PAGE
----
MARKET SURVEY – The market survey will be conducted on the 4 native Igbo market days – Eke, Orie, Afor and Nkwo. Each community’s market operates on a given market day, example, Orie for Uga community, Nkwo for Umuchu community etc. A market survey of proximal markets to the study area will also be conducted. They include Orie-Uga, Nkwo-Uchu and Eke-Ekwulobia. These 3 markets fall on different Igbo market days (Orie, Nkwo, Eke), leaving out only one market day, Afor.

Focus Group Discussions (FGD) and key-informant interviews (KII) will be carried out for foods not sold in the market, but consumed in the community.

FOCUS GROUP DISCUSSION

Focus groups discussions will be facilitated in (different churches) each village to be used in the study by the lead researcher with a note-taker present. The use of FGD guide Appendix B will be employed and also a camcorder for recording and camera for photographs. Each FGD will have a minimum of 6 members and a maximum of 8 members. The purpose of the FGD is to learn about foods that are underutilised in the environment. The discussion will be conducted in native Igbo language dialect of the community.

KEY INFORMANT INTERVIEWS

The KII guide Appendix C will be used to conduct the KII. Respondents will be asked foods, farming systems and varieties of foods that are currently underutilised. They will also be asked about the source, harvest season, recipe of those foods and use. The interview will be conducted in the native Igbo language dialect.

ANTHROPOMETRIC MEASUREMENTS

Baseline anthropometric measurements will be taken of the mother (BMI) and child (Stunting, Wasting and Underweight). For the weights, electronic scales will be used.

CHILDREN – For children 0 to 23 months, their weights will be taken using the children weighing scale. Children 24 to 59 months and all mothers will be weighed using the electronic scale, after they have emptied their bladder. All weights will be measured to the nearest 0.1kg. For all weight measurements, the balance will be placed on a level hard surface and adjusted to zero balance before measurement. The subject will stand in the centre of the scale and looking straight. Light clothing will be advised in the absence of nudity.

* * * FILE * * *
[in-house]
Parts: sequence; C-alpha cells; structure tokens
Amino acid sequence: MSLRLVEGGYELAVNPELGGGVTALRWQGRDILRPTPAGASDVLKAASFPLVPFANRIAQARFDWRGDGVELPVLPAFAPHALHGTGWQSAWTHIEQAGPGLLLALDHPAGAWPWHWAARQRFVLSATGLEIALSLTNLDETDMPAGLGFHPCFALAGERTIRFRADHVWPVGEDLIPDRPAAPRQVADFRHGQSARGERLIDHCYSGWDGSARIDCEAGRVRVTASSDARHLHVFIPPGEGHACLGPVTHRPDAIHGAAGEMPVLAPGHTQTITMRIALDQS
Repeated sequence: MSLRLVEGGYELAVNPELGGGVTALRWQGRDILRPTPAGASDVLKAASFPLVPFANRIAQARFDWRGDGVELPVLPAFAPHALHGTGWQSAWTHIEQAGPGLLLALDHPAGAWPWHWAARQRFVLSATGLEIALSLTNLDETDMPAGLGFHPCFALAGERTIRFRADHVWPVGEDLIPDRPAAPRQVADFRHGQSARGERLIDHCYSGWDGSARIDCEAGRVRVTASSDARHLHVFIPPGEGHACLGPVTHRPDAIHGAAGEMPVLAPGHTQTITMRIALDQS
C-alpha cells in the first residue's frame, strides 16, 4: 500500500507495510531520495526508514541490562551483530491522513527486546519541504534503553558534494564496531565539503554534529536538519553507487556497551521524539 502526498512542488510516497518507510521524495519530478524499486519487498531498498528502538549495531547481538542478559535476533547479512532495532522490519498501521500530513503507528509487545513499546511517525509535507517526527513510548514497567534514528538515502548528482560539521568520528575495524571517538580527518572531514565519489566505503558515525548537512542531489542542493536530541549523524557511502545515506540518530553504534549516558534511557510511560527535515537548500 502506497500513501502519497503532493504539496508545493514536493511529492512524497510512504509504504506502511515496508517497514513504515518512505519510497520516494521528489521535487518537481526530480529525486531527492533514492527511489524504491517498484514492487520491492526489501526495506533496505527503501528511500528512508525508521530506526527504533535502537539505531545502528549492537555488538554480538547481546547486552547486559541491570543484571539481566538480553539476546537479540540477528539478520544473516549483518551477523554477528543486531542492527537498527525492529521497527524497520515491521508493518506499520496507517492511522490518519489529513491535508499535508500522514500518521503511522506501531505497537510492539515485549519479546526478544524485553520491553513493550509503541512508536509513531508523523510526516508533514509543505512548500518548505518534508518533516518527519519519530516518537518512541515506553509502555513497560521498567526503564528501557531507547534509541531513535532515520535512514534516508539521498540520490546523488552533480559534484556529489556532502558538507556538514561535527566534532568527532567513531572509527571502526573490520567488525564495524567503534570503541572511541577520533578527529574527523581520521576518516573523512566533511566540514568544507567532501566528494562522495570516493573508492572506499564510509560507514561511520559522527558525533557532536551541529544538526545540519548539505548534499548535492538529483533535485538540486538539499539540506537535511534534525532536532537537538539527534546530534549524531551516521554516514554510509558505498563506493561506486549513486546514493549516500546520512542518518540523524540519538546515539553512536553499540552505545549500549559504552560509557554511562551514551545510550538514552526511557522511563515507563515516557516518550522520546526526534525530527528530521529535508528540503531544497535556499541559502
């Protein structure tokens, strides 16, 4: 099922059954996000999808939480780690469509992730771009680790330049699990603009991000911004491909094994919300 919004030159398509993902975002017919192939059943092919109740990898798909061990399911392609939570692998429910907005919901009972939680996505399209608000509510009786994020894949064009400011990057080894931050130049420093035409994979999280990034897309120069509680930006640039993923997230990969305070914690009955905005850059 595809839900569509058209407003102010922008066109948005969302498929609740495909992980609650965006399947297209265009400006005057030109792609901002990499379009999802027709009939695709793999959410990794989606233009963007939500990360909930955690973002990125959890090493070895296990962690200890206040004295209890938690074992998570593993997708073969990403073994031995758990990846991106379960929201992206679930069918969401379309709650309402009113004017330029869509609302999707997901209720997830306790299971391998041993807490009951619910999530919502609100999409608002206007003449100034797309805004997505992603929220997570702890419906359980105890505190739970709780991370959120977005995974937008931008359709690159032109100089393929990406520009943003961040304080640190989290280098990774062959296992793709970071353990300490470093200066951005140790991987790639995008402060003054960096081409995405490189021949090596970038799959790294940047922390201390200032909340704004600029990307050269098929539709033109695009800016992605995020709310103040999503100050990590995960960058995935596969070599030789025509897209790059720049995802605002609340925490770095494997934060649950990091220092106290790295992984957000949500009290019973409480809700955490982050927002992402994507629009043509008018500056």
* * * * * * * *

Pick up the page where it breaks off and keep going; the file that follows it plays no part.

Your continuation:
For the heights, children and infants less than 85cm will have recumbent length measured using a wooden measuring board (WHO, 1995). The infant’s heels will touch against the footboard, shoulders touching the baseboard and the crown of head touching headboard. Stadiometer will be used for children longer than 85cm. The subject will stand straight, looking ahead with the head, shoulder blades, buttocks and heels touching the plane.

For weight-for-age and height-for-age, exact date of birth will be used. WHO Anthro v3.2.2 will be used to calculate weight-for-age, height-for-age and weight-for-height. The WHO standard Z-scores will be used.

MOTHERS – Body Mass Index (BMI) also called Quetelet’s Index calculated as weight (kg)/height (m2) will be used to assess the nutritional status of the mothers. The weights will be measured using the electronic scale, after they have emptied their bladder with the scale on a hard surface and adjusted to zero balance.

The mothers’ heights will be measured with a Stadiometer. The subject will stand straight, looking ahead with the head, shoulder blades, buttocks and heels touching the plane.

The classification of mothers’ BMI will be according to WHO’s recommendation (2000) as shown below

Classification

BMI (kg/m2)

Underweight

<18.50

Normal range

18.50 – 24.99

Overweight

>= 25.00

Pre-obese

25.00 – 29.99

Obese I

30.00 – 34.99

Obese II

35.00 – 39.99

Obese III

>= 40.00

HOUSEHOLD HUNGER SCALE (HHS)